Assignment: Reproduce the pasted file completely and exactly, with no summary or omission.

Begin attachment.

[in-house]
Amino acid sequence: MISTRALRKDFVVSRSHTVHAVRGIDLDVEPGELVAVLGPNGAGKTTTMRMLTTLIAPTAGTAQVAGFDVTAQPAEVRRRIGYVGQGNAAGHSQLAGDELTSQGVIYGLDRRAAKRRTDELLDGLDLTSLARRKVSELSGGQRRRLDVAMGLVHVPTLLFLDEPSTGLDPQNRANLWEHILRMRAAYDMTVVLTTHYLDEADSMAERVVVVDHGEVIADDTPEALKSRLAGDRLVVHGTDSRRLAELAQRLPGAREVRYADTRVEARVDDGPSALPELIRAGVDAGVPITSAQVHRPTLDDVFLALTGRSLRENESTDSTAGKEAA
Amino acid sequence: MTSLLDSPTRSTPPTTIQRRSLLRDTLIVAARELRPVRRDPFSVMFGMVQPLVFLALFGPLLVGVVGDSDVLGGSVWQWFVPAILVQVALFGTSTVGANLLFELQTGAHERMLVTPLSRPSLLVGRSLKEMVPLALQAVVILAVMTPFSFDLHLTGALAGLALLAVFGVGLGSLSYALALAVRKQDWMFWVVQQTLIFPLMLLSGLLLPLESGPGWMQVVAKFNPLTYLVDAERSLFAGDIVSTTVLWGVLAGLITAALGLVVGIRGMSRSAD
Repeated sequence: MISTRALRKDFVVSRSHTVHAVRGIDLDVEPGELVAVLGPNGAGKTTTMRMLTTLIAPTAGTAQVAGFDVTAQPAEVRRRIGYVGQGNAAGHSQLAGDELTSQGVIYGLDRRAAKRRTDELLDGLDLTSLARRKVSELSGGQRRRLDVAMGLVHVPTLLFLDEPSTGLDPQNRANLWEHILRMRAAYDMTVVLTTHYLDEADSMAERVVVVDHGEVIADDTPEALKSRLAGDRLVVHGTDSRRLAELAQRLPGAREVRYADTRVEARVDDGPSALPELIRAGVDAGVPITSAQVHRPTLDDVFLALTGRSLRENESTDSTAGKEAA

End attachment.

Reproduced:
[in-house]
Amino acid sequence: MISTRALRKDFVVSRSHTVHAVRGIDLDVEPGELVAVLGPNGAGKTTTMRMLTTLIAPTAGTAQVAGFDVTAQPAEVRRRIGYVGQGNAAGHSQLAGDELTSQGVIYGLDRRAAKRRTDELLDGLDLTSLARRKVSELSGGQRRRLDVAMGLVHVPTLLFLDEPSTGLDPQNRANLWEHILRMRAAYDMTVVLTTHYLDEADSMAERVVVVDHGEVIADDTPEALKSRLAGDRLVVHGTDSRRLAELAQRLPGAREVRYADTRVEARVDDGPSALPELIRAGVDAGVPITSAQVHRPTLDDVFLALTGRSLRENESTDSTAGKEAA
Amino acid sequence: MTSLLDSPTRSTPPTTIQRRSLLRDTLIVAARELRPVRRDPFSVMFGMVQPLVFLALFGPLLVGVVGDSDVLGGSVWQWFVPAILVQVALFGTSTVGANLLFELQTGAHERMLVTPLSRPSLLVGRSLKEMVPLALQAVVILAVMTPFSFDLHLTGALAGLALLAVFGVGLGSLSYALALAVRKQDWMFWVVQQTLIFPLMLLSGLLLPLESGPGWMQVVAKFNPLTYLVDAERSLFAGDIVSTTVLWGVLAGLITAALGLVVGIRGMSRSAD
Repeated sequence: MISTRALRKDFVVSRSHTVHAVRGIDLDVEPGELVAVLGPNGAGKTTTMRMLTTLIAPTAGTAQVAGFDVTAQPAEVRRRIGYVGQGNAAGHSQLAGDELTSQGVIYGLDRRAAKRRTDELLDGLDLTSLARRKVSELSGGQRRRLDVAMGLVHVPTLLFLDEPSTGLDPQNRANLWEHILRMRAAYDMTVVLTTHYLDEADSMAERVVVVDHGEVIADDTPEALKSRLAGDRLVVHGTDSRRLAELAQRLPGAREVRYADTRVEARVDDGPSALPELIRAGVDAGVPITSAQVHRPTLDDVFLALTGRSLRENESTDSTAGKEAA